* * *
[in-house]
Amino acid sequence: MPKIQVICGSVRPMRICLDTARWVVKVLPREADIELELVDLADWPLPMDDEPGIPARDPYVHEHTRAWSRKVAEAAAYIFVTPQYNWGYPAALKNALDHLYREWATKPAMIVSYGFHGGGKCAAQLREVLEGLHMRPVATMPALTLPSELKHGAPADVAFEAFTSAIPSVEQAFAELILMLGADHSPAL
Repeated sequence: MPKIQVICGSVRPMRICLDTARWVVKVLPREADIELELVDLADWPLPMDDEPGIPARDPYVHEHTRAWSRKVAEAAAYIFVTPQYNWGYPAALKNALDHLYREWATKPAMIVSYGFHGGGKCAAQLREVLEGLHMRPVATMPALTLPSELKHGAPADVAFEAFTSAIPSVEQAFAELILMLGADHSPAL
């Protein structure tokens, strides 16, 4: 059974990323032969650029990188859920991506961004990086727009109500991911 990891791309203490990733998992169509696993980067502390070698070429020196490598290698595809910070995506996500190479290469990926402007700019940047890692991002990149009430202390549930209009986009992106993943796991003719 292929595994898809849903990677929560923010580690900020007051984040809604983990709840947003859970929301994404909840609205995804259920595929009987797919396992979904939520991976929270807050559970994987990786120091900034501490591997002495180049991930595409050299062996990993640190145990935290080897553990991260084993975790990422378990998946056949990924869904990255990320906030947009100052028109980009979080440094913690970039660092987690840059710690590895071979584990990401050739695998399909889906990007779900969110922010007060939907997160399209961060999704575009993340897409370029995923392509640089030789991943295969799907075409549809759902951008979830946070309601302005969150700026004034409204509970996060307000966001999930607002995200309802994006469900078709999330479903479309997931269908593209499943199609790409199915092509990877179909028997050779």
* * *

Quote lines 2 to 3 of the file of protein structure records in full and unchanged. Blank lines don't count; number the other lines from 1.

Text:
Amino acid sequence: MPKIQVICGSVRPMRICLDTARWVVKVLPREADIELELVDLADWPLPMDDEPGIPARDPYVHEHTRAWSRKVAEAAAYIFVTPQYNWGYPAALKNALDHLYREWATKPAMIVSYGFHGGGKCAAQLREVLEGLHMRPVATMPALTLPSELKHGAPADVAFEAFTSAIPSVEQAFAELILMLGADHSPAL
Repeated sequence: MPKIQVICGSVRPMRICLDTARWVVKVLPREADIELELVDLADWPLPMDDEPGIPARDPYVHEHTRAWSRKVAEAAAYIFVTPQYNWGYPAALKNALDHLYREWATKPAMIVSYGFHGGGKCAAQLREVLEGLHMRPVATMPALTLPSELKHGAPADVAFEAFTSAIPSVEQAFAELILMLGADHSPAL